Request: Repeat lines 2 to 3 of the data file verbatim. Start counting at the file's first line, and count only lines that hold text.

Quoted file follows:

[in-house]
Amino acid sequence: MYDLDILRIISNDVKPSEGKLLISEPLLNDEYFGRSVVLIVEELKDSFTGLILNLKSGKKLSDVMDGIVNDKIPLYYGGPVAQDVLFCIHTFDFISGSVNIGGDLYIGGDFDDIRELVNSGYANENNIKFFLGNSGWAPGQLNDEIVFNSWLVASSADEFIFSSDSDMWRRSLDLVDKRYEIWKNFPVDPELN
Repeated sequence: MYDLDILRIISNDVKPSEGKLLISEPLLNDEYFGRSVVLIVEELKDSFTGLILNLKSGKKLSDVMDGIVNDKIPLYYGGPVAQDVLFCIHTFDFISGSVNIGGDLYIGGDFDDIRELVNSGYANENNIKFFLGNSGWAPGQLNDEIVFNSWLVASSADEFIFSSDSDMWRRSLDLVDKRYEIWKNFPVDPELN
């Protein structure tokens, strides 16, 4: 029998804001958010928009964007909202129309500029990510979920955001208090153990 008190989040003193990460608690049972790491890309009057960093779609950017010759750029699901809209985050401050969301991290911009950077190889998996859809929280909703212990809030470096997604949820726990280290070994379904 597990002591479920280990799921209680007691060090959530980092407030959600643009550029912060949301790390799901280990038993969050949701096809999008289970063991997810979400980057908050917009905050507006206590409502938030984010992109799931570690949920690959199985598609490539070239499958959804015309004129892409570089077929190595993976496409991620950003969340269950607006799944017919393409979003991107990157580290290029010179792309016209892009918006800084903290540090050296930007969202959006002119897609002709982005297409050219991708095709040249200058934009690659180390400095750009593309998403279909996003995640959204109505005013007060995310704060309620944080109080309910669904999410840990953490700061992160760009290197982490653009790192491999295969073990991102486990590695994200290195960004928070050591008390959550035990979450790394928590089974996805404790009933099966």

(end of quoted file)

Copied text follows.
Amino acid sequence: MYDLDILRIISNDVKPSEGKLLISEPLLNDEYFGRSVVLIVEELKDSFTGLILNLKSGKKLSDVMDGIVNDKIPLYYGGPVAQDVLFCIHTFDFISGSVNIGGDLYIGGDFDDIRELVNSGYANENNIKFFLGNSGWAPGQLNDEIVFNSWLVASSADEFIFSSDSDMWRRSLDLVDKRYEIWKNFPVDPELN
Repeated sequence: MYDLDILRIISNDVKPSEGKLLISEPLLNDEYFGRSVVLIVEELKDSFTGLILNLKSGKKLSDVMDGIVNDKIPLYYGGPVAQDVLFCIHTFDFISGSVNIGGDLYIGGDFDDIRELVNSGYANENNIKFFLGNSGWAPGQLNDEIVFNSWLVASSADEFIFSSDSDMWRRSLDLVDKRYEIWKNFPVDPELN